By the time the government regained control of Greece in the late 1940s, Cassie was 12 years old. In 1955, she graduated from high school. She studied on her own for university and passed. While Cassie was in Athens with a cousin, her Aunt Christine and Uncle Jimmy from San Francisco were speaking with her parents about Cassie going to college in San Francisco. So, after one semester of university and a few months of studying English, Cassie boarded the Queen Frederica in July 1956, arriving in New York sick as a dog, and then flying to San Francisco.
“Flying at night and seeing all the lights was the most magnificent thing in my life!” Cassie recalls. “Cousin Helen picked me up and took me to the family home on 43rd Avenue near Golden Gate Park. She then showed me how to take the N Judah line and transfer to San Francisco State College. Showing me where the school was, she then gave me a hug and left.”
Luckily, an instructor took Cassie to the orientation for foreign students where she made friends. One day, while having coffee on campus, she met Ron Call (formerly Ron Vanderhoof) from the tiny town of Healdsburg. Ron drove her home once and then returned to the neighborhood, trying to find “the Greek girl.” With him, she began seeing San Francisco, and they began dating.
But when the young couple started thinking of marriage, they ran into trouble. Everyone in Cassie’s large Greek San Franciscan family was against her marrying someone other than Greek. The couple tried to marry in the Greek church, but the priest wanted $2,000. So they spoke with Ron’s mother and decided to have the wedding at her home on Tucker Street in Healdsburg.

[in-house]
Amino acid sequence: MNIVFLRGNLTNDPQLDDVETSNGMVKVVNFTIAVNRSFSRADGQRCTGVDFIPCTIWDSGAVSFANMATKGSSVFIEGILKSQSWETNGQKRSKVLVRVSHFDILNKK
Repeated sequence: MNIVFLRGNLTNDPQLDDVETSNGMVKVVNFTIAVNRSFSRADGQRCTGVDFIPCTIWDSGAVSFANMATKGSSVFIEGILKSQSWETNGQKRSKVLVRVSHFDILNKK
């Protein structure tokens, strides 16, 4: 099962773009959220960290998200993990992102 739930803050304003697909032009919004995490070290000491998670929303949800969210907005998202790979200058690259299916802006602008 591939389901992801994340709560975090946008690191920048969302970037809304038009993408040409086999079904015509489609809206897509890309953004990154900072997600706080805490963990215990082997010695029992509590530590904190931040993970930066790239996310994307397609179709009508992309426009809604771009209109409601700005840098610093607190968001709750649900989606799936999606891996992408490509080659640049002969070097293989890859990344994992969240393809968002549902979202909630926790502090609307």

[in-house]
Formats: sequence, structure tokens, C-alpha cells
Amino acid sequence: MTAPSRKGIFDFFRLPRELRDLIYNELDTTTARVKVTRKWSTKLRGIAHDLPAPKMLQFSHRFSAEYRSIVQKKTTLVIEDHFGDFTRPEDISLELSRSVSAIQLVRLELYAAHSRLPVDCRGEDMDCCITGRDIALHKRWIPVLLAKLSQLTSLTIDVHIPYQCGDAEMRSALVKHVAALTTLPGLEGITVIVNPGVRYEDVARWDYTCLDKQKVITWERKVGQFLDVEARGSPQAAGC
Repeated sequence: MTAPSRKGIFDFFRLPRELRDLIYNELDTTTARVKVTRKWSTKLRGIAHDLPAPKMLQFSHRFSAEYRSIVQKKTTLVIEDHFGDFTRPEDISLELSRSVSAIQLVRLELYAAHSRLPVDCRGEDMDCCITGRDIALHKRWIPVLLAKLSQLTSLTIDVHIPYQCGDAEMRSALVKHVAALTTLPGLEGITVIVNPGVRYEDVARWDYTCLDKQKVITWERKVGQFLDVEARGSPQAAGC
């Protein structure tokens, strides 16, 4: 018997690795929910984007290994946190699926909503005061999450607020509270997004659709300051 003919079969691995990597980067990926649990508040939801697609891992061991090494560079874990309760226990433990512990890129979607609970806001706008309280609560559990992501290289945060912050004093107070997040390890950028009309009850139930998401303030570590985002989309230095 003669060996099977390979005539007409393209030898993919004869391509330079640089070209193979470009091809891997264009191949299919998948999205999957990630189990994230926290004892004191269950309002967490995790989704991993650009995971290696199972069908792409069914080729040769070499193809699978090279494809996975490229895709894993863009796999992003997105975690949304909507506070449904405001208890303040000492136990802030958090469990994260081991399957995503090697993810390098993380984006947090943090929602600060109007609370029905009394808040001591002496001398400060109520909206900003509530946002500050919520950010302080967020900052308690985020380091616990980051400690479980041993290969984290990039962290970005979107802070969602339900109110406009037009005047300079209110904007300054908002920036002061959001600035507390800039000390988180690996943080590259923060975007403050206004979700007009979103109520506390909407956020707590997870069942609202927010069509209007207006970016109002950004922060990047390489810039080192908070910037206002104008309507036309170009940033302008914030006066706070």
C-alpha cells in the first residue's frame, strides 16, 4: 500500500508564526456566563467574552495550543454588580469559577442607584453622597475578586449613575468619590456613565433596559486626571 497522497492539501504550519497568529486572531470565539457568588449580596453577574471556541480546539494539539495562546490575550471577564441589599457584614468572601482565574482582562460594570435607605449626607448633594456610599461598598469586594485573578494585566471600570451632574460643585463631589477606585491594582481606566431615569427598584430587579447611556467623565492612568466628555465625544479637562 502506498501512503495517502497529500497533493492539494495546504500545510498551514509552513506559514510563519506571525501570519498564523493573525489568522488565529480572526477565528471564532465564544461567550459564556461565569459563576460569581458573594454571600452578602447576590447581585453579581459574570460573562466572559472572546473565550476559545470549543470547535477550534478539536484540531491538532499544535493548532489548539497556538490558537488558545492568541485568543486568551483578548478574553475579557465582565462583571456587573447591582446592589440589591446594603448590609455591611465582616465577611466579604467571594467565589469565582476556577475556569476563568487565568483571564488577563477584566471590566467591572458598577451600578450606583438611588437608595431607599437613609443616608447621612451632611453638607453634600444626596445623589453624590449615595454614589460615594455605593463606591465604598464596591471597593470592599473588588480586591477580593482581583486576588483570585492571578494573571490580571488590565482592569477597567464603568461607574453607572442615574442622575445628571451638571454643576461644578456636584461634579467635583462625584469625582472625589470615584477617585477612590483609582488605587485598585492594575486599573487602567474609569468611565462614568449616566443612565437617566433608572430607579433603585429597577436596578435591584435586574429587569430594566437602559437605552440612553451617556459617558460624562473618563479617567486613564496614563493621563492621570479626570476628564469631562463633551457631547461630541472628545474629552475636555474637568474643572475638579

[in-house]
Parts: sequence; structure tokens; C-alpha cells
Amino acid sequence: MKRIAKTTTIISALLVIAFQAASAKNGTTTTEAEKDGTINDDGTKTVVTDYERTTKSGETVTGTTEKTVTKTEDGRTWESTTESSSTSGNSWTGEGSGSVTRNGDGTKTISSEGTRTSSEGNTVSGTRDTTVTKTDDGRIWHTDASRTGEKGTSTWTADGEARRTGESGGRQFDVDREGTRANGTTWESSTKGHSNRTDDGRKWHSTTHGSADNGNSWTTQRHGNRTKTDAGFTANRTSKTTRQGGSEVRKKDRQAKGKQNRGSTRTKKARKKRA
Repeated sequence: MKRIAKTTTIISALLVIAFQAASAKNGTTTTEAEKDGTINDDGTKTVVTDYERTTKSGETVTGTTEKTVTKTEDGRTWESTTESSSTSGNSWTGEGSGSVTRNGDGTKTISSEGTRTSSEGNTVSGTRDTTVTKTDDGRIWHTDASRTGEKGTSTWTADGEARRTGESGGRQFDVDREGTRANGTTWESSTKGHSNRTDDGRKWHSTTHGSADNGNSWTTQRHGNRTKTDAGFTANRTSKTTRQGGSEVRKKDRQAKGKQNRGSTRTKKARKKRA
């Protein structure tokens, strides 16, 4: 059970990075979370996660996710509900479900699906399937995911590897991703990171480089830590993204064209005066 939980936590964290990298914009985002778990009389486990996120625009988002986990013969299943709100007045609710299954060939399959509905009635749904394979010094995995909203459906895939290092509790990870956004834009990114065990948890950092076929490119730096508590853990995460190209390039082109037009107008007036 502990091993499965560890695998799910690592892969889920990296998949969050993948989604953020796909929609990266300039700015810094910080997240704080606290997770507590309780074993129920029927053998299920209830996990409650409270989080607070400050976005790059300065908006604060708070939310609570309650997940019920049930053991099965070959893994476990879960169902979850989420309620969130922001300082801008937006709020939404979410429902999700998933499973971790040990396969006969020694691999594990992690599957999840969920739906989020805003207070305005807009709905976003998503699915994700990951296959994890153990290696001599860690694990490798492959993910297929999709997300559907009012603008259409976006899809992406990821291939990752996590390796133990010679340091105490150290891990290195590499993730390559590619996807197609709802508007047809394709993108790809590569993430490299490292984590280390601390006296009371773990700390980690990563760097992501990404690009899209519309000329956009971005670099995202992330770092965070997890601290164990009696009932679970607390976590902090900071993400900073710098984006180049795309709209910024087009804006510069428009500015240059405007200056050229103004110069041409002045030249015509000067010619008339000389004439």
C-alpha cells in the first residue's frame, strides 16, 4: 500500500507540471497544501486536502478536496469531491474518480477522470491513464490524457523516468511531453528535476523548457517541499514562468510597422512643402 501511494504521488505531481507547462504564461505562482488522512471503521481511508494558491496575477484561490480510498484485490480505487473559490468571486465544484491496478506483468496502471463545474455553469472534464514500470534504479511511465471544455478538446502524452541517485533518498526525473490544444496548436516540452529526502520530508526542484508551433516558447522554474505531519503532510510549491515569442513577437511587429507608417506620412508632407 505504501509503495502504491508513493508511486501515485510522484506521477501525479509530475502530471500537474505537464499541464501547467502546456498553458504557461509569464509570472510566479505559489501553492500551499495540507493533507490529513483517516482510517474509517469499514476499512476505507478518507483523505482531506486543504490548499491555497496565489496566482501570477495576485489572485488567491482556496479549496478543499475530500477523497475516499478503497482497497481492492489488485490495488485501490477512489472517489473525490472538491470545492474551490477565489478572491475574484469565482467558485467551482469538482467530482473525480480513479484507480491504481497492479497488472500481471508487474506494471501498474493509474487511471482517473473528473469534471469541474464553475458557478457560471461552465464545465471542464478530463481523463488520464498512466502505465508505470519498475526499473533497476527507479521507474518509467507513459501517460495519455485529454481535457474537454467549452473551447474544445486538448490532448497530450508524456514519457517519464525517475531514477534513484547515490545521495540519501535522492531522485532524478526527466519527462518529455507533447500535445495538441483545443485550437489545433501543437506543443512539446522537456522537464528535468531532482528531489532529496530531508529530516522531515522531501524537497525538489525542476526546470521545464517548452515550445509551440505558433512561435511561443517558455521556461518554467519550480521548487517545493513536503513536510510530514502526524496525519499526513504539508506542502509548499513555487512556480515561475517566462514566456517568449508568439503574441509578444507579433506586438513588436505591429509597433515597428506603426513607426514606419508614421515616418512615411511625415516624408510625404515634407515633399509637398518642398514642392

“My wedding day in 1959 was my worst day!” Cassie recalls. “All Ron’s family, but only Christine and Jimmy from mine –– all because Ron was American! We remained in the city. Ron got his B.A. and teaching credential. I got my B.A. in social work and then went to work at Crocker Bank in the financial district. Our son Anthony was born in 1960 and we decided to move to Healdsburg in 1968, when Anthony was in second grade. I was able to get a transfer to Crocker Bank here in town.”
For most of you old timers, the rest of Cassie’s story is history. Ron (who died in 1995 after 36 years of marriage) taught high school in Geyserville for 20 years and his students still remember him. Cassie was one of Healdsburg’s best-known bankers until her final retirement in 2001. Cassie’s volunteer contributions to Healdsburg are legendary and ongoing –– Chamber Ambassador for many years and Ambassador of the Year (1998), Best of Healdsburg bankers (1993), one of the Distinguished Dozen (1995) and recipient of the esteemed Marie Sparks Award for volunteerism (2007). She buys, cooks and serves the Sunday free meal for the Shared Ministries (since 1984). She was chairperson for accounting for Relay for Life for 10 years and is still involved. She was on Healdsburg’s 150th Anniversary celebration committee and also treasurer for Friends of the Senior Center for many years and is deeply involved there.
“I enjoy being around people,” Cassie tells me. “As long as I can be on this earth, I hope to give back to my community.”
Posted: Wednesday, April 10, 2013 12:32 pm
by Shonnie Brown